and this:
With Enron in flames, some business journalists think the time is right for a wide-ranging assessment of the business press's overall performance in recent years.
The HBJ has been publishing scores of stories a year about Enron since at least 1997. Were they probing? Hagiographical? I don't know, but in a five-minute search on their well-archived site I found at least three pieces from 1999 and 2000 that foreshadowed the company's current woes. A media reporter and a media magazine should be ashamed of not even asking how the local Business Journal covered the biggest story in its own back yard.

And, for you media-bias nuts out there, not only did the CJR fail to interview an HBJ journalist, it saw fit instead to give a lengthy quote to American Prospect co-editor Robert Kuttner. No really, I'm serious. Here's the paragraph; note the delicious insertion of the phrase "systemic questions" – do journalism schools require 12 units in Systemic Questioning or something? – and also the bias-alarm ringer "some journalists insist."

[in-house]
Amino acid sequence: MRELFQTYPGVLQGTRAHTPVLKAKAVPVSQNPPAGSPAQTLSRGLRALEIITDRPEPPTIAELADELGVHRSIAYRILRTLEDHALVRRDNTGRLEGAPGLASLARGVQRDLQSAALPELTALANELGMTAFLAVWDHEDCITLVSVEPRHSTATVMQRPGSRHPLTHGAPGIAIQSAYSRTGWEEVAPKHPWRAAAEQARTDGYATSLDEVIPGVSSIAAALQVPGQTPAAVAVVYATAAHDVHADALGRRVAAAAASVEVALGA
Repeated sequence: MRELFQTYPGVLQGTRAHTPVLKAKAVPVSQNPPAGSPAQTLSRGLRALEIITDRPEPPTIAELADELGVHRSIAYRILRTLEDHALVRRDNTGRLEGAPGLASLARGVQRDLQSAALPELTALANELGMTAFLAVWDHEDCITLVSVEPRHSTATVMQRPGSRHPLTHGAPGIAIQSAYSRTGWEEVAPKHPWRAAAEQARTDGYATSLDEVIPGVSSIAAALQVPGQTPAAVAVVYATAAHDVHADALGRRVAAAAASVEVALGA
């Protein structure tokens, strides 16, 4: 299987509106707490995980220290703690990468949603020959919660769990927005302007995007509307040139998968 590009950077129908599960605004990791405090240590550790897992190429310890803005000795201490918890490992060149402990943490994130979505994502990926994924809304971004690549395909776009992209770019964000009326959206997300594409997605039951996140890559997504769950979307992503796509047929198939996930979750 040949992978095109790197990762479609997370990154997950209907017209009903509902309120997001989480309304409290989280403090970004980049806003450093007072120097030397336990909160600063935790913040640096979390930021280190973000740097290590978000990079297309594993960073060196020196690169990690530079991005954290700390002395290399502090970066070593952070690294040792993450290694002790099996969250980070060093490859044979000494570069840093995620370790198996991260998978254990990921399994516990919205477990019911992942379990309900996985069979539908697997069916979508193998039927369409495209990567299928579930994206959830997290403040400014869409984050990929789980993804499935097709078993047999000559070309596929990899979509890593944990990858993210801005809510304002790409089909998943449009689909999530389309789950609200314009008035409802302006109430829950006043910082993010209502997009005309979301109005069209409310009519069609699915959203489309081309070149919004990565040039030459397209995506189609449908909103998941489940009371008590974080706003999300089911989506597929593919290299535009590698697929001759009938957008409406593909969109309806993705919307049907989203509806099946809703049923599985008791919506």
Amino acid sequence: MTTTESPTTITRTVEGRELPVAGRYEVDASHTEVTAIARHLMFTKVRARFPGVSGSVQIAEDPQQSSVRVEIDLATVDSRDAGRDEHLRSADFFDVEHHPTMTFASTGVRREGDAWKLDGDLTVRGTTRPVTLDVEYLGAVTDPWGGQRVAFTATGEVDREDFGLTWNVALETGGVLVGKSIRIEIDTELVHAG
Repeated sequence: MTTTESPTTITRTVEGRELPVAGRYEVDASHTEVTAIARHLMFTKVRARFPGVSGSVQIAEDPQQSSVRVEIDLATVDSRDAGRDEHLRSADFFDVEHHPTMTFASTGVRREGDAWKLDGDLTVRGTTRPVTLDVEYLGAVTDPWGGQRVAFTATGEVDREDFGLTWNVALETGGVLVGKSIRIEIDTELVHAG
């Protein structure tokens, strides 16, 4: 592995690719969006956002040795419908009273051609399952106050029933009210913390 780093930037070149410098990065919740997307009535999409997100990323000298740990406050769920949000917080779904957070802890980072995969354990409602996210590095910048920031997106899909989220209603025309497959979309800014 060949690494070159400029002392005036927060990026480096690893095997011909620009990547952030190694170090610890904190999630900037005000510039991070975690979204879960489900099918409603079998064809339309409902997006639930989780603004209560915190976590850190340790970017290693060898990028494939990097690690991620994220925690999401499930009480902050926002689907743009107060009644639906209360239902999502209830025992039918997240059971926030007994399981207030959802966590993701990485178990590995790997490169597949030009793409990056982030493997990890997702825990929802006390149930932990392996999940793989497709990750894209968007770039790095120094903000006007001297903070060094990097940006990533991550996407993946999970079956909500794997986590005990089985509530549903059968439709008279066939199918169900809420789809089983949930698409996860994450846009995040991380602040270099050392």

It's not enough, some journalists insist, to fine-tune reporting techniques. For them, the fall of Enron is not merely a story about a company that cooked its books and lied to its employees, but a window into larger, more systemic questions about the role of the press in making sure that important policy shifts are debated and discussed. "There's been almost no debate about deregulation," says American Prospect co-editor (and Business Week columnist) Robert Kuttner. "It's just been taken for granted in the business press, and in the editorials, and to some extent in the halls of Congress, that deregulation is just the right and the natural thing to do. It's the 'wave of the future,' and markets 'work,' and all of the ancient, well-documented reasons why there are market failures somehow have allegedly been overtaken by the New Economy. It was nonsense then and it's nonsense now."
And Kuttner is "more relevant" than a "weekly business paper" that "covers Enron's hometown." Thanks to Media Minded for spotting this rot.

Posted by at March 6, 2002 03:05 PM
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